The latest Croatian site (2017) to be awarded World Heritage status is in two places: Zadar and Sibenik. Zadar's walls and Sibenik's St Nikola Fort are part of a defensive system designed to protect the sea routes that were central to Venice's economic power back when La Serenissima ruled the Adriatic. In addition to Zadar and Sibenik, the other sites on the Unesco list are: Kotor, Montenegro; Bergamo, Garda and Palmanova in Italy.
Throughout the 16th and 17th centuries Venetian engineers constructed land (Stato da Terra) and sea (Stato da Mar) fortifications throughout Italy, Montenegro and Croatia in a new style (alla moderna) made necessary by the introduction of gunpowder. Gone was the old style of square towers and high walls. In came the new style that emphasized pentagonal bastions, low walls and moats. Alla moderna style cemented Venice's power and was widely imitated in defensive architecture throughout Europe.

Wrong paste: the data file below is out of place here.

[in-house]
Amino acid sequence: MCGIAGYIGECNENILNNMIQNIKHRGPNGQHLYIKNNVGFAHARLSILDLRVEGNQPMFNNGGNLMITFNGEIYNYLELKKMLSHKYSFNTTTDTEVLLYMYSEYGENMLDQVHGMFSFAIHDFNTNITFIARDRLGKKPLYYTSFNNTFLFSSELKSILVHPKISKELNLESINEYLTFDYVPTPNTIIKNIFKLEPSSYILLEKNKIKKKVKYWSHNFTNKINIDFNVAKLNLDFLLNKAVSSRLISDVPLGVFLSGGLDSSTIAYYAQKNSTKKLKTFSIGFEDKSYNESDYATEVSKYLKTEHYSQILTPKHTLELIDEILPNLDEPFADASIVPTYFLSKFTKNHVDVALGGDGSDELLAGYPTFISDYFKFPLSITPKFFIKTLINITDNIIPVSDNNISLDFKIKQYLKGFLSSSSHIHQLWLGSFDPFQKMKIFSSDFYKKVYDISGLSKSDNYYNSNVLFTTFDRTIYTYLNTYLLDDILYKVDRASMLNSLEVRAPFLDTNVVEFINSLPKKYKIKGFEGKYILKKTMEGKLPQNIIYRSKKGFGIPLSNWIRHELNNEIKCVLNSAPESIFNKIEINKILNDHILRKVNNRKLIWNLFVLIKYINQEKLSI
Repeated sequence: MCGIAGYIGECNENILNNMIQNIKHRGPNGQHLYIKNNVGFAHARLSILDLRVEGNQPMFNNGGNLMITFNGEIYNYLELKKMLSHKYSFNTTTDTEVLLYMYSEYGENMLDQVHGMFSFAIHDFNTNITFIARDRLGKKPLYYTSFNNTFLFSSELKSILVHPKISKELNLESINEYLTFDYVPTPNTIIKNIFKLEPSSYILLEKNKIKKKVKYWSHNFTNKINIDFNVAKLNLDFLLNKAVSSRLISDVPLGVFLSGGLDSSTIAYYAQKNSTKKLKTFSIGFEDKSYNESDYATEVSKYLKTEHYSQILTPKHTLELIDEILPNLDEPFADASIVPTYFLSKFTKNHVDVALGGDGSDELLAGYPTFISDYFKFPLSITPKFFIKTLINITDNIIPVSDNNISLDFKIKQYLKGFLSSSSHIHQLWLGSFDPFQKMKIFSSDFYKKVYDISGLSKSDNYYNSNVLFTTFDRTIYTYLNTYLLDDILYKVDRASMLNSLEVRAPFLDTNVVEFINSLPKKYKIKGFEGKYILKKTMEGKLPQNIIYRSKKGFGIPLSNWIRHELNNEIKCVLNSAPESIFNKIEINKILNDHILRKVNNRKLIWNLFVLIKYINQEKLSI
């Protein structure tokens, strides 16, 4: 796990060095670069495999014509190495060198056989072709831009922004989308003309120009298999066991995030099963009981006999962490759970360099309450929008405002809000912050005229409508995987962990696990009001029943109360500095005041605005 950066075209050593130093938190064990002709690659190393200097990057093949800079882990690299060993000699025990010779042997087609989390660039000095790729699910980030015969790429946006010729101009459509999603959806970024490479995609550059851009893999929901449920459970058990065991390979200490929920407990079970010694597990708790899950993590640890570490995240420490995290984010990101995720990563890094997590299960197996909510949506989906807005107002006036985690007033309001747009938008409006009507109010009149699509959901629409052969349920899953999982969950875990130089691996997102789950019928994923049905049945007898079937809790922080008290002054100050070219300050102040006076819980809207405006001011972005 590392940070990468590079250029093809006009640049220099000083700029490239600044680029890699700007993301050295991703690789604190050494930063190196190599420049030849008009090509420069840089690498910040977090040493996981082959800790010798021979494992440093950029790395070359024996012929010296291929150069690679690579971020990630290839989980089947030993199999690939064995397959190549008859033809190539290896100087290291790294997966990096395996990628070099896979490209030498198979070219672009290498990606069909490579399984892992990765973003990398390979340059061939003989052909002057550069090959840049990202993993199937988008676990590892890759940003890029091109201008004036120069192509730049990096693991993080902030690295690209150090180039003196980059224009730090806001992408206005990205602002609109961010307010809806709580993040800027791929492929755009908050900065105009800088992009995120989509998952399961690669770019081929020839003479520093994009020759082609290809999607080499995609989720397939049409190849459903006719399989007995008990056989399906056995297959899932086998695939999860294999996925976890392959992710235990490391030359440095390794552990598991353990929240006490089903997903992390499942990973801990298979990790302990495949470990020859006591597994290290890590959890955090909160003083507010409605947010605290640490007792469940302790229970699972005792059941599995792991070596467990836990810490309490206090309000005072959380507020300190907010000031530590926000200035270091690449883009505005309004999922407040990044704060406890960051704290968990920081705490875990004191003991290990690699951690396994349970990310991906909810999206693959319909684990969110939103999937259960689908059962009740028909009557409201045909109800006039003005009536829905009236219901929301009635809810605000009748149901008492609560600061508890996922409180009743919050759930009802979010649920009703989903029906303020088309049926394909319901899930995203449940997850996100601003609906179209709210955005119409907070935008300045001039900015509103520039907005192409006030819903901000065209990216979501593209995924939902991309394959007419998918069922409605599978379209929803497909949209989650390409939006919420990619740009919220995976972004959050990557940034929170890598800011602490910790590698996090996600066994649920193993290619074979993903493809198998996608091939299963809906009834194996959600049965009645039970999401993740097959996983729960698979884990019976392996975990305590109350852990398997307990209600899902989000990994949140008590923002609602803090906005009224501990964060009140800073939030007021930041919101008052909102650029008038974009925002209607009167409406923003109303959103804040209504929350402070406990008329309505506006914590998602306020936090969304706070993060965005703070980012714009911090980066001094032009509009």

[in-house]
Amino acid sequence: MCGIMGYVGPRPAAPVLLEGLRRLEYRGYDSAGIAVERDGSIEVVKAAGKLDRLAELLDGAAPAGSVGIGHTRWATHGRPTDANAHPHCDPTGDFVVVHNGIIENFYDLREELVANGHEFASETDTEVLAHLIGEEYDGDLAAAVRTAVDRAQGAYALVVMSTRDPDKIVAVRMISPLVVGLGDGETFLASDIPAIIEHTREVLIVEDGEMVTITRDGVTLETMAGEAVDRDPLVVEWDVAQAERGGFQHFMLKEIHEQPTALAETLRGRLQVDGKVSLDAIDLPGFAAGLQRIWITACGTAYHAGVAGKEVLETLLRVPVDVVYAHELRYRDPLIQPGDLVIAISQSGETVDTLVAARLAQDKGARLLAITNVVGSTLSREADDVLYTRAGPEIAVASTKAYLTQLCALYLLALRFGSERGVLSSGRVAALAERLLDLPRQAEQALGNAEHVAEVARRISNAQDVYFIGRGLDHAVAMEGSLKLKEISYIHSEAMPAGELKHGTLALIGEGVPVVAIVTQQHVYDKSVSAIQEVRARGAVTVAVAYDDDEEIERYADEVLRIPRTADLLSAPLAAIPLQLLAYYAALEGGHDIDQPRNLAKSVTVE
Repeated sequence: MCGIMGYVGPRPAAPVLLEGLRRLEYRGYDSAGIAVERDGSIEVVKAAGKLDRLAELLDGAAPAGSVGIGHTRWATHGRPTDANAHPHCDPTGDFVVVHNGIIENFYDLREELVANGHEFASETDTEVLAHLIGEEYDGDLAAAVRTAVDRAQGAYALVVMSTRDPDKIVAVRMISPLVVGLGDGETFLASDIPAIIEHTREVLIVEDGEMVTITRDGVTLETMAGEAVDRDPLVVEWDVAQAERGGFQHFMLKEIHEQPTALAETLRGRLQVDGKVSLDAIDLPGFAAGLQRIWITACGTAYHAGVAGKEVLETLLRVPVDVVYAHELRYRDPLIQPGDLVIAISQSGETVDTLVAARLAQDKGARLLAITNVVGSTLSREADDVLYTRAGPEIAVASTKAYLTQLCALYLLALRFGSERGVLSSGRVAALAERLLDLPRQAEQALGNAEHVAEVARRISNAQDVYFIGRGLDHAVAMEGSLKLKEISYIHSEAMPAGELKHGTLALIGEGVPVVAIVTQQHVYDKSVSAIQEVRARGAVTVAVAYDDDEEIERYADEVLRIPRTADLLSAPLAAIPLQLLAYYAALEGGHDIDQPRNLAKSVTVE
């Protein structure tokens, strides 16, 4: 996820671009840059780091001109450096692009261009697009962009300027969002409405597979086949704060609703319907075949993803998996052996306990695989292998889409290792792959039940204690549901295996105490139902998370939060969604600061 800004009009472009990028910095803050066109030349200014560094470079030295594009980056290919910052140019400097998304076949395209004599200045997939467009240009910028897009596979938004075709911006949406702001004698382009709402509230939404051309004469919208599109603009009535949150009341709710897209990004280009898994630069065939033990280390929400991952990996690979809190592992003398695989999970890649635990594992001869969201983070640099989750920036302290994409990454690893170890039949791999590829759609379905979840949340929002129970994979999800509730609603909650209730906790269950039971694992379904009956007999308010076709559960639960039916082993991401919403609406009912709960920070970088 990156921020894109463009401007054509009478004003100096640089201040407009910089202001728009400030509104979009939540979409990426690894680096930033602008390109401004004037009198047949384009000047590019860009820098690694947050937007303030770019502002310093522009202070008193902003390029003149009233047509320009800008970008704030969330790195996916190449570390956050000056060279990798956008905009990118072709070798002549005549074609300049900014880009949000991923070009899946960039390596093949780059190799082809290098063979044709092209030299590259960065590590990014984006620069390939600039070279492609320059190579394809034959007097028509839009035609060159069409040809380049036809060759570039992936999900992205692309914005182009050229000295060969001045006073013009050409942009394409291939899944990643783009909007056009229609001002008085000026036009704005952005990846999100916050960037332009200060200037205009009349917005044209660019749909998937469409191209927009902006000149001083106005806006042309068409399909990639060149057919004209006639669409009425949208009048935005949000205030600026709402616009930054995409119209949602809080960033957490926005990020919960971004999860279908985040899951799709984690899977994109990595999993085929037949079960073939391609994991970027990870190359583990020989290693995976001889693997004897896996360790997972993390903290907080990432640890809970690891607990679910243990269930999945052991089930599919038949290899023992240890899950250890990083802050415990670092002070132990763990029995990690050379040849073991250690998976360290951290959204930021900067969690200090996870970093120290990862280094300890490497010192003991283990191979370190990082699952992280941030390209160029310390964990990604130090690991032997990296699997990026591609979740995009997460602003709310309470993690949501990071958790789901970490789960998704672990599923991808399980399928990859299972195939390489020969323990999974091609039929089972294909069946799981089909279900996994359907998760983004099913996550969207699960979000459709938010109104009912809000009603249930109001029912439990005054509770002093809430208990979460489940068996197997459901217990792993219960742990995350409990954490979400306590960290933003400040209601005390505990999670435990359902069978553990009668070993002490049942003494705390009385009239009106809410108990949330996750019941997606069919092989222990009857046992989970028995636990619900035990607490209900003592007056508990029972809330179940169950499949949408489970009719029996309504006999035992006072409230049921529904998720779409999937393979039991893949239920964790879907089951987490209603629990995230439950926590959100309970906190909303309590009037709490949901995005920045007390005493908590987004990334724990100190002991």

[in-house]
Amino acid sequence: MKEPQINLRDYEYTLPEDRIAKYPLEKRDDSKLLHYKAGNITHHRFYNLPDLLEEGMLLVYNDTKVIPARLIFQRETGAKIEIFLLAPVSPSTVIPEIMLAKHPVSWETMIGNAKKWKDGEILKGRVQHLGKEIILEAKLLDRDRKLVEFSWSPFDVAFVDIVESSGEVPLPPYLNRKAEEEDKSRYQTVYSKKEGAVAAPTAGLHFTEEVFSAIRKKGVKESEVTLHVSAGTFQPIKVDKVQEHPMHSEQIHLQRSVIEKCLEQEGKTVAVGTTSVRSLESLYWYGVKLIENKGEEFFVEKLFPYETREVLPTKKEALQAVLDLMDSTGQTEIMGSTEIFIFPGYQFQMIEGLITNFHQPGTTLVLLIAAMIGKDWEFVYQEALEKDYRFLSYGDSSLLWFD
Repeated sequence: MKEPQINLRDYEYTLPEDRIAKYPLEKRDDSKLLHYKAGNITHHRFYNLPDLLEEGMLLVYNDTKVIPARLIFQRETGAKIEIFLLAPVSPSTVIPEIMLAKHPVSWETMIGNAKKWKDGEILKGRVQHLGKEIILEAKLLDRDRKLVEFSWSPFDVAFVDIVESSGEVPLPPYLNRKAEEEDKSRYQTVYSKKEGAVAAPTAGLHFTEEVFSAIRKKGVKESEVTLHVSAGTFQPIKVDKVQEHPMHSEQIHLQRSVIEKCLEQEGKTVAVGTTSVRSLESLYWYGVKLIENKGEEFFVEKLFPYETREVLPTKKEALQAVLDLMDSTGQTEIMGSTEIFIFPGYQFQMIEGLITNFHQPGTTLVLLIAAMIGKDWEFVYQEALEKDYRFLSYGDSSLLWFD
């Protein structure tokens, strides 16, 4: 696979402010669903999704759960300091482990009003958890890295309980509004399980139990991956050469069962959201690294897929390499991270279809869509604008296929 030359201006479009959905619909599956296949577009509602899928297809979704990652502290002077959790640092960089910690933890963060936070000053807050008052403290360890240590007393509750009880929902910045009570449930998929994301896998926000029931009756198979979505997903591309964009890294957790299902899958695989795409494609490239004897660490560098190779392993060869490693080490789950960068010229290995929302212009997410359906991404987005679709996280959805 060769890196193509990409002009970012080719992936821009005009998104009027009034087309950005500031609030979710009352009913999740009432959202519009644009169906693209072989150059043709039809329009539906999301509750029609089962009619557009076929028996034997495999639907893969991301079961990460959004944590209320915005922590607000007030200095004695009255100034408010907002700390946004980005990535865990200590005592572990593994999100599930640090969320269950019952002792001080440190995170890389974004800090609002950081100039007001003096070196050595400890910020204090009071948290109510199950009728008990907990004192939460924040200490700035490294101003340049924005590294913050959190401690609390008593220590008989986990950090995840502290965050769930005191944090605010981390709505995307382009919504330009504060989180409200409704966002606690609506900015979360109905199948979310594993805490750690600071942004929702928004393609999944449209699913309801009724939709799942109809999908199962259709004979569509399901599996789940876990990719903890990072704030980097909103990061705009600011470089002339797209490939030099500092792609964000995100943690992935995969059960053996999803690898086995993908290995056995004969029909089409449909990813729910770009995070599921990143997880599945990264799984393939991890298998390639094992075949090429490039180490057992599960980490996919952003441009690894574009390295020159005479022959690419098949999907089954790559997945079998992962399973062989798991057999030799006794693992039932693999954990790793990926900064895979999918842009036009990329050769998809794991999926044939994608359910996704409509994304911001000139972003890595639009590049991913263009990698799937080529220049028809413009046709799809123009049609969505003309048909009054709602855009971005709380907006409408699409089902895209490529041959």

From its purchase in 1409 until the fall of Venice in 1797, Zadar was the most important administrative centre and naval base in the entire empire outside of Venice. With a prime position on the Adriatic, Zadar had become a vital centre of maritime trade and was integral to the military defense of the empire. With attacks by Ottoman Turks on the rise, Venice spared no expense in bolstering the defenses of its prized port. The richly decorated gates, imposing bastions and sturdy walls were innovative at the time and remain starkly beautiful.
Sibenik was also important to Venice, primarily for its agricultural products and its salt. In 1468, the Turks launched a devastating attack on Sibenik which prompted the Venetians to reconsider the town's defenses. A number of fortresses were built in and around the town to protect against a land attack. To deter a naval attack the stand-alone St Nikola fortress with its unique triangular design was constructed at the entrance to Sibenik bay in 1547. Positioned at the entrance to St Anthony channel, this imposing fort kept Sibenik town and its vital salt pans nearly impregnable from the sea. It is the only stand-alone fort in the entire Stato da Mar system.
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